Glyphosate is not registered for pea crops destined for planting seed because irregular germination and seedling development can occur.
Applying glyphosate too early can reduce yield and seed size, and late-season application may result in levels of glyphosate in the seed that exceed maximum allowable levels.
Growers must take appropriate risk mitigation steps to ensure product residues remain below maximum residue limits (MRLs) set by regulatory agencies.
Prior to applying glyphosate, check with potential buyers. Some companies are NOT accepting peas where glyphosate was used pre-harvest as weed control.
KEEP IT CLEAN
Certain crop protection products can restrict the marketing options for your pulse crop. Before you make your crop management plans, talk to your grain buyer and read the Keep it Clean Pulse Maximum Residue Limits Advisory for a list of products of concern for this year, and the steps you can take to mitigate risk.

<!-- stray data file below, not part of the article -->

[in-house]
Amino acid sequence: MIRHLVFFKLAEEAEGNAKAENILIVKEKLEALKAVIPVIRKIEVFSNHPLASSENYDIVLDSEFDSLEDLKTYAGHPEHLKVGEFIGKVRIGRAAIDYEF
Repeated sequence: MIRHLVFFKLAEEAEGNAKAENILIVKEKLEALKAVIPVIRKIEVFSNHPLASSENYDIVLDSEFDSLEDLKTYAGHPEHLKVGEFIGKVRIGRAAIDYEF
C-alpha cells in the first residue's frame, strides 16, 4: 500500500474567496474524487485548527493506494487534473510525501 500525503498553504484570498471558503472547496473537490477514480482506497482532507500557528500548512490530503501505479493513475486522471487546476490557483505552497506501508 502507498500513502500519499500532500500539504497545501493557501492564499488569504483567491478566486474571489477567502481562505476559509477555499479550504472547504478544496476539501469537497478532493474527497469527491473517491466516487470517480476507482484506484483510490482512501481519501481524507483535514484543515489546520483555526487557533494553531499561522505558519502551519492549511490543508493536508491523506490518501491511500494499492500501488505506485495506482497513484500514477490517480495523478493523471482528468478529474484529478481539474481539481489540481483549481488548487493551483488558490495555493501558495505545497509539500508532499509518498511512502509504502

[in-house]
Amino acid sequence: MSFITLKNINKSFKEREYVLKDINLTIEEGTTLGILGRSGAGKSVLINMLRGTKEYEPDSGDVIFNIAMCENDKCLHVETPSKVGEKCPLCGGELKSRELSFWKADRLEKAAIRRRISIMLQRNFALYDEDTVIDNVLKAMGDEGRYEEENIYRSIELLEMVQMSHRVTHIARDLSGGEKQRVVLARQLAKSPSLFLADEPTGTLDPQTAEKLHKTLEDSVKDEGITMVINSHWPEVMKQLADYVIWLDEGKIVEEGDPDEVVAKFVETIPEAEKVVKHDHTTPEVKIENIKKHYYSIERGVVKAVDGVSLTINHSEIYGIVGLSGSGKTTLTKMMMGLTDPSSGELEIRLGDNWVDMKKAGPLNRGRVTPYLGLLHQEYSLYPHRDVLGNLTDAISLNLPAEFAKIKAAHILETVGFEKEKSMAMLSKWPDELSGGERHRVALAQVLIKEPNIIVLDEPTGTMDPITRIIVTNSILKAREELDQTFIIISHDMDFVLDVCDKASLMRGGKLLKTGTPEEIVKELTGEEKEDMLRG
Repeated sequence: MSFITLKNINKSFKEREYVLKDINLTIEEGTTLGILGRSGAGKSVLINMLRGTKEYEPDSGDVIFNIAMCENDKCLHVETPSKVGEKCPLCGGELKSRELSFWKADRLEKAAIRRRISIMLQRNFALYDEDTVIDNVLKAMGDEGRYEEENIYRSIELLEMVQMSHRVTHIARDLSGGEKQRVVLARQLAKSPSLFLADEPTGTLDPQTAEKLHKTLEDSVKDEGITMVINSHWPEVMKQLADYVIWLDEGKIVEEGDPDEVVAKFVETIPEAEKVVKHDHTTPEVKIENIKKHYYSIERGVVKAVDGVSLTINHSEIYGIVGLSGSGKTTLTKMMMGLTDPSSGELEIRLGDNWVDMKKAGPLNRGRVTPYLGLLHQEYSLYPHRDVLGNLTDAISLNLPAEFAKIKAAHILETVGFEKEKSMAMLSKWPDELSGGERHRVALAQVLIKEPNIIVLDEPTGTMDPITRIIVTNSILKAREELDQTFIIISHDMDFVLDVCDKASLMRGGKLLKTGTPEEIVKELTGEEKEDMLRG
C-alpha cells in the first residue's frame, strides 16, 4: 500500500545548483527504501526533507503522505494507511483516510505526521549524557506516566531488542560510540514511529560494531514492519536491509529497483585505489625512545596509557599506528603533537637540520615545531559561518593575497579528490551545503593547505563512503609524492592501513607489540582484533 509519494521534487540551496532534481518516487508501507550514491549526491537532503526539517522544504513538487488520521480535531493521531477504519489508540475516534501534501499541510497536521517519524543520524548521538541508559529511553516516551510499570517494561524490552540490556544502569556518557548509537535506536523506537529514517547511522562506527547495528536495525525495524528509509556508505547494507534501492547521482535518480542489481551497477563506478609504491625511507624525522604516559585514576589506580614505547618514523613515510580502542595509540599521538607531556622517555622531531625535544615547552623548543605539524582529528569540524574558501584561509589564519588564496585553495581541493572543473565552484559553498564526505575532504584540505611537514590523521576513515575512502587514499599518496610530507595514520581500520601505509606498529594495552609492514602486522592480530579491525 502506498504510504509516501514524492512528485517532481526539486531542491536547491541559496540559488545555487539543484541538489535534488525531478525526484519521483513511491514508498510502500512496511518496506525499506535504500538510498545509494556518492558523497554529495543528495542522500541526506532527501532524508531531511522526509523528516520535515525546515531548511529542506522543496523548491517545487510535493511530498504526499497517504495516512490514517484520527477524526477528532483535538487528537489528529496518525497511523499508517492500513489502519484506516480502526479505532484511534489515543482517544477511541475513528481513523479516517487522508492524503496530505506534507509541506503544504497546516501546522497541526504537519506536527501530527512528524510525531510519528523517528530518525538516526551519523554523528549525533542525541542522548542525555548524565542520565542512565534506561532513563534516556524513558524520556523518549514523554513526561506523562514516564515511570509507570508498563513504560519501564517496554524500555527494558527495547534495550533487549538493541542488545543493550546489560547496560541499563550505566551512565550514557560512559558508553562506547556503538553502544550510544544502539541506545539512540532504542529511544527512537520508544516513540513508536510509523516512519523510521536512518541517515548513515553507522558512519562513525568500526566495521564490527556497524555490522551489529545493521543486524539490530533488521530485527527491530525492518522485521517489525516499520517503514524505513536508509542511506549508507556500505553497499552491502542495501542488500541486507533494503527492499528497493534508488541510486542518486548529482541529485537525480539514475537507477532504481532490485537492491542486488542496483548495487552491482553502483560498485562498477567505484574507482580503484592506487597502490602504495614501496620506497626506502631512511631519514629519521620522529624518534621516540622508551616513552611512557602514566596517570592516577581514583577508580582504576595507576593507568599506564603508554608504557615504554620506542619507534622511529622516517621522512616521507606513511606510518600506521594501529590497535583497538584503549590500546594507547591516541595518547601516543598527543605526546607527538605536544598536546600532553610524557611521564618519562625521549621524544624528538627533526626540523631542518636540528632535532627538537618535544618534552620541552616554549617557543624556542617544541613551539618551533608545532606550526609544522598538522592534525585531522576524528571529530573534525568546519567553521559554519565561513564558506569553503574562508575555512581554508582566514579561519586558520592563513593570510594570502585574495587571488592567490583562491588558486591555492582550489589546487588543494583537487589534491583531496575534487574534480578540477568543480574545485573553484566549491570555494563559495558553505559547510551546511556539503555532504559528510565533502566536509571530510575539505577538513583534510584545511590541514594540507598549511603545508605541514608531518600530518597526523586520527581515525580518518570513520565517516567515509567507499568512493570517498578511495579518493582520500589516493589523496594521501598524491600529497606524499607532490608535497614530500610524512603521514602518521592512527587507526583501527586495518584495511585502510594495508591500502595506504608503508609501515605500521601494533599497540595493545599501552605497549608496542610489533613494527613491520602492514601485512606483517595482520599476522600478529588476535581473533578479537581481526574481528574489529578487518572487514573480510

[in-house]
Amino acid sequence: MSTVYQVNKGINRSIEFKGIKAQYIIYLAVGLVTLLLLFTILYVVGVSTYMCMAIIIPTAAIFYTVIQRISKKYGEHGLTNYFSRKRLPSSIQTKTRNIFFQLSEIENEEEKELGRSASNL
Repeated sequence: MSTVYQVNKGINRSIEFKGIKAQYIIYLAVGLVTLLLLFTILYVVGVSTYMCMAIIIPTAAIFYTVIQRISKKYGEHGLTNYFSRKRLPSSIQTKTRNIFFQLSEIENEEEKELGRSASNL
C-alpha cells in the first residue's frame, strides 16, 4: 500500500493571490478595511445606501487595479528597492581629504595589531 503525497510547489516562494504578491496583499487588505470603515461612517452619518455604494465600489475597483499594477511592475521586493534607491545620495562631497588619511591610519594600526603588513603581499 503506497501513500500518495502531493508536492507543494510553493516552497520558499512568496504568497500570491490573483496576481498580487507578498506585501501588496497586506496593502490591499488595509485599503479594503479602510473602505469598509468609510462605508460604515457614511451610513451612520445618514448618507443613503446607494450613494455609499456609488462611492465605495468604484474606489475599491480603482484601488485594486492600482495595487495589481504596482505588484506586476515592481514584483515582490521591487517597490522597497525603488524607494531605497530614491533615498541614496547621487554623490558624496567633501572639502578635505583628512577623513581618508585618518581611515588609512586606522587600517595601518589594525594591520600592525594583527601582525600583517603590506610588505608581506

More than 85% of Canada’s pulse production is exported to feed the world. Market access is important to the Canadian pulse industry, and growers play a key role in keeping the doors open.
Source: For the latest “Keep it Clean” updates, visit Keep it Clean main website.
Chemical desiccation is used to burn off crop foliage and weeds, and can be very effective for green pea, reducing the time to harvest and resulting in a good green coloured seed.
The goal of desiccants or harvest aids is to make sure the crop is dry and goes through the combine efficiently.
Timing of the application is critical because it has immediate dry down effects. Application too early will reduce seed size and yield of pea.
Apply as the crop is approaching physiological maturity – the application can be made when the bottom and mid-area pods have turned tan to yellow colour, and top pods are pitted and starting to turn yellow.